- Publish Date
- Thursday, 9 November 2017, 1:00PM
A father has become a cult hero after he posted a furious message calling out his friends for not inviting his autistic son to birthday parties.
Shane Stephenson revealed how his 6-year-old son Reilly had not attended any events, and blamed mates for not understanding the schoolboy's condition, the Daily Mail reports.
His angry message, in which Stephenson states "Reilly has autism, not f***ing leprosy", has gone viral on Twitter after it was shared by his wife Christine.
The mother's post, which she tagged "my husband's message to his mates breaks my heart", has already received more than 5000 likes and 2000 retweets.
It read: "Right this has been brewing for some time so here it goes and you can like it or f***ing well lump it.
"My son Reilly has autism not f***ing leprosy; he is 6 years old and my so-called friends who have kids also have kids parties.
"Not ONE invite not f***ing one. Think about that whilst you go and f*** yourselves; you have any idea how hurtful that is?
"Just for the record in future don't bother he's not an after thought he's my every f***ing thought."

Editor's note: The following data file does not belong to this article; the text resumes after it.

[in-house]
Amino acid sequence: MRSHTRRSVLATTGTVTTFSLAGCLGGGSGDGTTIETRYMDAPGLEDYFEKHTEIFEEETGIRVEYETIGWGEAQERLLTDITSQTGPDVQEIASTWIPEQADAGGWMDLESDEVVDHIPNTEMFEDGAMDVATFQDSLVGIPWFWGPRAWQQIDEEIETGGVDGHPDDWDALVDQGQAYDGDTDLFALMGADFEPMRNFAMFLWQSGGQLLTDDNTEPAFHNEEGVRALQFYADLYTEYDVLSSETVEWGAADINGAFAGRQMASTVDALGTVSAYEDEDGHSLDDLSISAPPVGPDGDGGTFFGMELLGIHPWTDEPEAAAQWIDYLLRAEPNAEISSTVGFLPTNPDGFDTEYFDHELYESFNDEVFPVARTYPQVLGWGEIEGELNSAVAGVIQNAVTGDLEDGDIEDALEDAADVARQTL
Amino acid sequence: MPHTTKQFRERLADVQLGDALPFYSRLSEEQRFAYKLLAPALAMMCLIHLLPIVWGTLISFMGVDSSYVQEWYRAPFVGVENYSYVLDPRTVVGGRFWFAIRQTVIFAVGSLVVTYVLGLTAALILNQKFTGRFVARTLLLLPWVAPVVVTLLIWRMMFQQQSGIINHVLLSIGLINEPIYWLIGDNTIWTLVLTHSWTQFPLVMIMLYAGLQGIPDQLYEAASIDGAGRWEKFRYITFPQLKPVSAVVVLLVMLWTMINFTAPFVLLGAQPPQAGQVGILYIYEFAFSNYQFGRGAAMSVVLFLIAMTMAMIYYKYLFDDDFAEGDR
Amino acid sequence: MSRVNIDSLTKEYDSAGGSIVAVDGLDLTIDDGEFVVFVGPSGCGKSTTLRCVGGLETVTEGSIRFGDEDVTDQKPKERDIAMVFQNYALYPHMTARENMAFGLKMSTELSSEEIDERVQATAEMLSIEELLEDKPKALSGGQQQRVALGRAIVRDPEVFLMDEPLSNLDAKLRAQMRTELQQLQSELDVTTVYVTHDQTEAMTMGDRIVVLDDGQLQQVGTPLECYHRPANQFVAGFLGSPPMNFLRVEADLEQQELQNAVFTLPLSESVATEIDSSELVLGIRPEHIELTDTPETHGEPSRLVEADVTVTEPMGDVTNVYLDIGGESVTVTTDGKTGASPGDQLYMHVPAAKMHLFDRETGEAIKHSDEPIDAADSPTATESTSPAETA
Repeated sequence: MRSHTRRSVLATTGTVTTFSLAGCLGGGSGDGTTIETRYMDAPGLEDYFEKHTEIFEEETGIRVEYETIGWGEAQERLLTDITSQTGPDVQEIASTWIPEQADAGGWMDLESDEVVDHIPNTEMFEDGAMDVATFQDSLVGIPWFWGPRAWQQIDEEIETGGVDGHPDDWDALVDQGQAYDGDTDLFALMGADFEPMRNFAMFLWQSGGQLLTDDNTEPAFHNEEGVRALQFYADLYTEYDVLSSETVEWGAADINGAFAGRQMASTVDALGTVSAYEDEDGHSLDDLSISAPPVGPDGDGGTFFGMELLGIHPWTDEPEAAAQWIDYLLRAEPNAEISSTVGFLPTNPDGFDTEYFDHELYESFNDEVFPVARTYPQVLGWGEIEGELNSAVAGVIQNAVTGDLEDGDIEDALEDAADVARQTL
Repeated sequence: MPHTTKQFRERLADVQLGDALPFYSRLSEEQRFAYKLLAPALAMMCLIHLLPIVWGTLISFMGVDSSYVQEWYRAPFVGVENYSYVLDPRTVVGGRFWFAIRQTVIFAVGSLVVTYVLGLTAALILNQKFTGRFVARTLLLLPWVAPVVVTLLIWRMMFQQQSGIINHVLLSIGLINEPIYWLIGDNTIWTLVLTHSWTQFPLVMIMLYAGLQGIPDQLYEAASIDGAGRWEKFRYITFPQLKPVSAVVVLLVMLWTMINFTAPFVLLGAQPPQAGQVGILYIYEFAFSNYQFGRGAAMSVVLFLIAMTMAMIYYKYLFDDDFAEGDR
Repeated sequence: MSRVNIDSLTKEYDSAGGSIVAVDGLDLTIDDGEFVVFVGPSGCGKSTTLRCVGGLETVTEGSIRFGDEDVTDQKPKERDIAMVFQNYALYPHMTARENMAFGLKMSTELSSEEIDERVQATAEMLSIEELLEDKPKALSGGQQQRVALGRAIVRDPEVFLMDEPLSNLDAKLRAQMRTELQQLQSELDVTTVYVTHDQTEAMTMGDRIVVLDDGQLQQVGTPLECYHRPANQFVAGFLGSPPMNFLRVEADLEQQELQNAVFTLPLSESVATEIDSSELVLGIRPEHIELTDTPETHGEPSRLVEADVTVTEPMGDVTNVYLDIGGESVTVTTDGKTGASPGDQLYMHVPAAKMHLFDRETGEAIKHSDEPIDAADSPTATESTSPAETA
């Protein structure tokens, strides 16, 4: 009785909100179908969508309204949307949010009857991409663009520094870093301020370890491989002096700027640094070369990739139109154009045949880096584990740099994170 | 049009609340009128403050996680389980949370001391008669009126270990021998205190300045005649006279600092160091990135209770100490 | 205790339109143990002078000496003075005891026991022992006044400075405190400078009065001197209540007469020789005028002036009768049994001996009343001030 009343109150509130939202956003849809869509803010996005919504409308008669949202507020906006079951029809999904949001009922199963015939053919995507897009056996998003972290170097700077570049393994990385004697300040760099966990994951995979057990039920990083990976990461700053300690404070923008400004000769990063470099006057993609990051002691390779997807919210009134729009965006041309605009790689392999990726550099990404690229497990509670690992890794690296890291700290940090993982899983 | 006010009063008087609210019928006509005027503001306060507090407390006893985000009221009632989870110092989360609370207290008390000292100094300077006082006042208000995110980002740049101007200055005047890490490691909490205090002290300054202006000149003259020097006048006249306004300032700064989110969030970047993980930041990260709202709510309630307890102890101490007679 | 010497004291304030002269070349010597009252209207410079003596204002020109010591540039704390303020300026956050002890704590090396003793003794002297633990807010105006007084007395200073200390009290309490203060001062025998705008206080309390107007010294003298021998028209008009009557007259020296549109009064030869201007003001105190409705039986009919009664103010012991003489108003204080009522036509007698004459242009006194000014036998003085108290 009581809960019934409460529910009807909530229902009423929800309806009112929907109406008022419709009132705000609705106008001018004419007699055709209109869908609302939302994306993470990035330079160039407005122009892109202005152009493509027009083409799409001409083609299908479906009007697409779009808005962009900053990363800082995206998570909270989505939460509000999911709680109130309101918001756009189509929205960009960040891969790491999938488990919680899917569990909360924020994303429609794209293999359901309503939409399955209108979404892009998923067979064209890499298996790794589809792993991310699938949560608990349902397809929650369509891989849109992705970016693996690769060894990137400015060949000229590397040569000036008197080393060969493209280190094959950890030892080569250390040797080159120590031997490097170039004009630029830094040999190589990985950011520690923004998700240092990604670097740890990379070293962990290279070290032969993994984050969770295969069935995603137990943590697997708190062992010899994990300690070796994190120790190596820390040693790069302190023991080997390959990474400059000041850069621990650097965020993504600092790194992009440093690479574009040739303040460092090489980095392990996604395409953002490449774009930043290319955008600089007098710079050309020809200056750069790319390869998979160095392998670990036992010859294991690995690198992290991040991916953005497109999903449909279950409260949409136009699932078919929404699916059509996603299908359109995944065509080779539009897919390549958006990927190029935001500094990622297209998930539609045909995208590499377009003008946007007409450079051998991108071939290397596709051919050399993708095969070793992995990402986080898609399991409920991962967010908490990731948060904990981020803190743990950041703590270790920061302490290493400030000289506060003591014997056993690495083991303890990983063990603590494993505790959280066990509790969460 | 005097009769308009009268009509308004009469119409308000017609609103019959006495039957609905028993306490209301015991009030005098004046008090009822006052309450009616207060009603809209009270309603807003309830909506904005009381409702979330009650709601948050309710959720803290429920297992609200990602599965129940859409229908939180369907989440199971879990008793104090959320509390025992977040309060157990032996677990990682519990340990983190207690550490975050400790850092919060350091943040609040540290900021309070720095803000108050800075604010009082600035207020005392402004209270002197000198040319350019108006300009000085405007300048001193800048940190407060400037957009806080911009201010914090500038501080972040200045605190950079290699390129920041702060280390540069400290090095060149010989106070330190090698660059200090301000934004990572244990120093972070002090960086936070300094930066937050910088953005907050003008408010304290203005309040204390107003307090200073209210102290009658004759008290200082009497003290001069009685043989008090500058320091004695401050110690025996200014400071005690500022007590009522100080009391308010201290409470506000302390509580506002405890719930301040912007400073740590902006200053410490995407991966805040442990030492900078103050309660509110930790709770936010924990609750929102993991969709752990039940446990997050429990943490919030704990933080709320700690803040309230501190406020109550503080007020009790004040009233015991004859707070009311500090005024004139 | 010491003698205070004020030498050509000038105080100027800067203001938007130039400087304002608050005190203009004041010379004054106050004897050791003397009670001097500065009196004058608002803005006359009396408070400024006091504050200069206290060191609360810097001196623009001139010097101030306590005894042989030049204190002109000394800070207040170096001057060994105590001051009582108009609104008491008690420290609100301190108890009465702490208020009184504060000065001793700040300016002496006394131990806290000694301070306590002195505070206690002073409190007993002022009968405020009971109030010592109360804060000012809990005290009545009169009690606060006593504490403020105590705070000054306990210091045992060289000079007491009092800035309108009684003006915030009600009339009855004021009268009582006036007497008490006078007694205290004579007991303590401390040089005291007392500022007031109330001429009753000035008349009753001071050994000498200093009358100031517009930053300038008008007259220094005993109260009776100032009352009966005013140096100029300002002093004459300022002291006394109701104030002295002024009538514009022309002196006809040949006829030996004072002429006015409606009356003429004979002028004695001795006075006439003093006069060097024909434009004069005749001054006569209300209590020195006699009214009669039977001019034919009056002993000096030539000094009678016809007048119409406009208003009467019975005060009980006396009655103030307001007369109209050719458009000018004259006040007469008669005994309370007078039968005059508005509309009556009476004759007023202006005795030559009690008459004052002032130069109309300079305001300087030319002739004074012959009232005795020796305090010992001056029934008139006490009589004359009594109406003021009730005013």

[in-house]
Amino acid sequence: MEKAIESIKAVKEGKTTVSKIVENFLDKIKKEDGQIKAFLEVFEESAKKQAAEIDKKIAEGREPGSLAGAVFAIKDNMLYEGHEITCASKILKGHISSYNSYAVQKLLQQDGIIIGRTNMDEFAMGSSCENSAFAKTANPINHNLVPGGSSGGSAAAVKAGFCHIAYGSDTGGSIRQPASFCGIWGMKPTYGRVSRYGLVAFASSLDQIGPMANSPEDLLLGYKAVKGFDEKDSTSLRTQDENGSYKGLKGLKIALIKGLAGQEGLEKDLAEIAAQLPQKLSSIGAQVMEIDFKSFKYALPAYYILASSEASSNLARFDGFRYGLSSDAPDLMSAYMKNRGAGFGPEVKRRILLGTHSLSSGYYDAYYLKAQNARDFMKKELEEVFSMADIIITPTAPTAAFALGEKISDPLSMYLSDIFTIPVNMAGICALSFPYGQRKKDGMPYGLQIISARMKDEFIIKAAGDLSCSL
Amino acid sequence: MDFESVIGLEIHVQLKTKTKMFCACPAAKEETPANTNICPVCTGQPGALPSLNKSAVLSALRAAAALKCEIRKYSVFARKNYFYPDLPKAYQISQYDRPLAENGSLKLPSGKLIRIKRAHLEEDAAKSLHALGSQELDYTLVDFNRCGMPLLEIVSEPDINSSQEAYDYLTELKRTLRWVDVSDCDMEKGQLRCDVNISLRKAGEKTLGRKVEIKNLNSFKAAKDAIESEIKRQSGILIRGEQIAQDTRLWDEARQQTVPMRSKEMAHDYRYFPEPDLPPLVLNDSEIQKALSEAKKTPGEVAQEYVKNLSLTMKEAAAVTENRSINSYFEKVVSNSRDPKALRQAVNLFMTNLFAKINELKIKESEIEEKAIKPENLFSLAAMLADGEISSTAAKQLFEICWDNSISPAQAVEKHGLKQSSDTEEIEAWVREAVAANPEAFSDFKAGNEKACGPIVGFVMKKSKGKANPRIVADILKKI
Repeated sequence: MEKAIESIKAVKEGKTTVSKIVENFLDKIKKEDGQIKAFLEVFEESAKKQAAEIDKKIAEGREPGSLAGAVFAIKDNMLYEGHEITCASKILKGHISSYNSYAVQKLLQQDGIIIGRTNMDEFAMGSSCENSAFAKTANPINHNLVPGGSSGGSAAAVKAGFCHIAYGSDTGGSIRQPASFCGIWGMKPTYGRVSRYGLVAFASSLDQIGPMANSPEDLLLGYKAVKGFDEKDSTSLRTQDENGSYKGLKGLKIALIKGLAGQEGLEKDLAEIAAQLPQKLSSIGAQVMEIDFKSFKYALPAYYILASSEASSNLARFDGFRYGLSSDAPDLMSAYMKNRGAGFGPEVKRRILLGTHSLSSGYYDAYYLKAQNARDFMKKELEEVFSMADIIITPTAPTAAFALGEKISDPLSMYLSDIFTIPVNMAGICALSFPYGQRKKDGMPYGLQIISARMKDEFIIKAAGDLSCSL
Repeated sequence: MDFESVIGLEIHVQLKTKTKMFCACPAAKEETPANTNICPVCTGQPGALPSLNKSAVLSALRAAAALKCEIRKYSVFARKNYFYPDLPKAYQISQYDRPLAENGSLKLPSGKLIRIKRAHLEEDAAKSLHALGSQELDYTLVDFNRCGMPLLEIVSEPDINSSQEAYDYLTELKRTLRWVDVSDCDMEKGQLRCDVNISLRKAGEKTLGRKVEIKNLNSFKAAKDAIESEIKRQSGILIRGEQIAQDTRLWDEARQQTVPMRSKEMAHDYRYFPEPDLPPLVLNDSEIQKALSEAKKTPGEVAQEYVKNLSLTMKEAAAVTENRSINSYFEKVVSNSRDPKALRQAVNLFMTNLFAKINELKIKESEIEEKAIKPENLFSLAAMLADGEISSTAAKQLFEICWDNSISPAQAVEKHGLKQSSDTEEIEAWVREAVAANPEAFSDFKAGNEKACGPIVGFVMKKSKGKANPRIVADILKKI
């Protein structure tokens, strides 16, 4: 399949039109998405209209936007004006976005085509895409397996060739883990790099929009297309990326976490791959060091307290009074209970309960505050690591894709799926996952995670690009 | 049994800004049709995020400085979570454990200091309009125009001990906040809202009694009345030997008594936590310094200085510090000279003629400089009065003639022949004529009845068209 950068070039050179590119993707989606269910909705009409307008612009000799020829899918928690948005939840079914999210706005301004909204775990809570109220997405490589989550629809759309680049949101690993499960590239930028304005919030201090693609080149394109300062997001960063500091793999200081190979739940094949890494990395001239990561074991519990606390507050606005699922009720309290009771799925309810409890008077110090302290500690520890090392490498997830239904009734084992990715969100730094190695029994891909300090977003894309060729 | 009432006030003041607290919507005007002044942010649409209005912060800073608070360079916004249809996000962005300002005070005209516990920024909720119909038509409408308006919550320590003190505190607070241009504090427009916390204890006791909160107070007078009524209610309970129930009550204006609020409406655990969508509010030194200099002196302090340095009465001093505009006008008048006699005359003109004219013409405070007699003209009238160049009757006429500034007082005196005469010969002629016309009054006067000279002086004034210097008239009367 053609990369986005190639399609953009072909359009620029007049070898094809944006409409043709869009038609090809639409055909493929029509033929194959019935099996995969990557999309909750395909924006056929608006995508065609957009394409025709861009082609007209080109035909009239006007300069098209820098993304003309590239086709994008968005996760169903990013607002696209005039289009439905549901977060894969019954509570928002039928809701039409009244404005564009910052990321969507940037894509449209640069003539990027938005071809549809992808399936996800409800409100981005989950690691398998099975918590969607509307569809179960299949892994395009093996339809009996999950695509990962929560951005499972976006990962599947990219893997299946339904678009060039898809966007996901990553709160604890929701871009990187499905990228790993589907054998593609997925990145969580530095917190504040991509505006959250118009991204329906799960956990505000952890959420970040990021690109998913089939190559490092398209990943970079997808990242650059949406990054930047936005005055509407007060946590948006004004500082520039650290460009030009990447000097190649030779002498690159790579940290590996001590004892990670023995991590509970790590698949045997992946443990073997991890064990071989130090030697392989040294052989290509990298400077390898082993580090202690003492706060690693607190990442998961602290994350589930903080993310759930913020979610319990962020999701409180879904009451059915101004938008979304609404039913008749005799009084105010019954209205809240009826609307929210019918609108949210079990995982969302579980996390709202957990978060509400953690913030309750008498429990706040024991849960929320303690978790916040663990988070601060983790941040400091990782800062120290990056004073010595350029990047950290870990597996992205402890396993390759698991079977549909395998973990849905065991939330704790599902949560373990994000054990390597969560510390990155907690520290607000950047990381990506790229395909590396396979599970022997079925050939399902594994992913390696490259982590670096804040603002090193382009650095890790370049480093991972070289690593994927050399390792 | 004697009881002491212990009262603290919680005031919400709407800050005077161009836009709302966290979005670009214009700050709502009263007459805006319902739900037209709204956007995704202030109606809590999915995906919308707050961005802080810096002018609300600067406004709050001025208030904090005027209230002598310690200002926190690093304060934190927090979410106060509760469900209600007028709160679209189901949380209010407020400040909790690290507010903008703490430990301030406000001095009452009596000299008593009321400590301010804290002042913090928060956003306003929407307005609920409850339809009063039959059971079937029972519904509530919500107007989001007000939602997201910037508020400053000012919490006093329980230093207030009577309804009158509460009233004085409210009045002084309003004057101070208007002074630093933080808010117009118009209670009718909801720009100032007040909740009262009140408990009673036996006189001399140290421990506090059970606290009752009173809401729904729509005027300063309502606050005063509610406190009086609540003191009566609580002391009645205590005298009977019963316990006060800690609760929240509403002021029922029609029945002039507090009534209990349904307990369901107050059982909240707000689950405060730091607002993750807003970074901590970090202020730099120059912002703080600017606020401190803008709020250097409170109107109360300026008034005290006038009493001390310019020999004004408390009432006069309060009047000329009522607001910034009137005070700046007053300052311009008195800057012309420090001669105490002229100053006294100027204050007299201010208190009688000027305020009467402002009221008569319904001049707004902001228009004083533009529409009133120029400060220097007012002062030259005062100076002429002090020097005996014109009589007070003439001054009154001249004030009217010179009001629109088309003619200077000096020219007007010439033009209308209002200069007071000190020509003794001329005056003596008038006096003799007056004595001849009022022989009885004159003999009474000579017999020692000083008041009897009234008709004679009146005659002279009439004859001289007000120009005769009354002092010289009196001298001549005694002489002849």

The post has since become an online hit after it was shared by hundreds of other parents of autistic children who revealed similar struggles.
Christine Stephenson, from Newcastle, told the Huffington Post: "Our friends aren't horrible people, I know they feel our struggles.
"They are mortified that Shane feels this way."
She said: "There's some building bridges to be done now that Shane has spoken about
how he truly feels and I think only positivity can come from his outburst.
"The simple advice I give is: just ask."
What is autism?
Autism refers to a range of related developmental disorders that start in childhood and affect the person for their whole life. Symptoms can be split into three broad groups:
1) Problems with social interaction
2) Impaired language and communication skills
3) Unusual patterns of thought and behaviour
People with autism may also be over- or under-sensitive to sounds, touch, taste, smells, light or colour. Symptoms can range from mild to severe but all can cause anxiety. Some people with autism can live relatively independent lives, but others may need a lifetime of specialist support.
There is no cure but a number of treatments help autistic people better cope with the world around them.
Find out more at autismnz.org.nz
This article was first published on Daily Mail and is republished here with permission.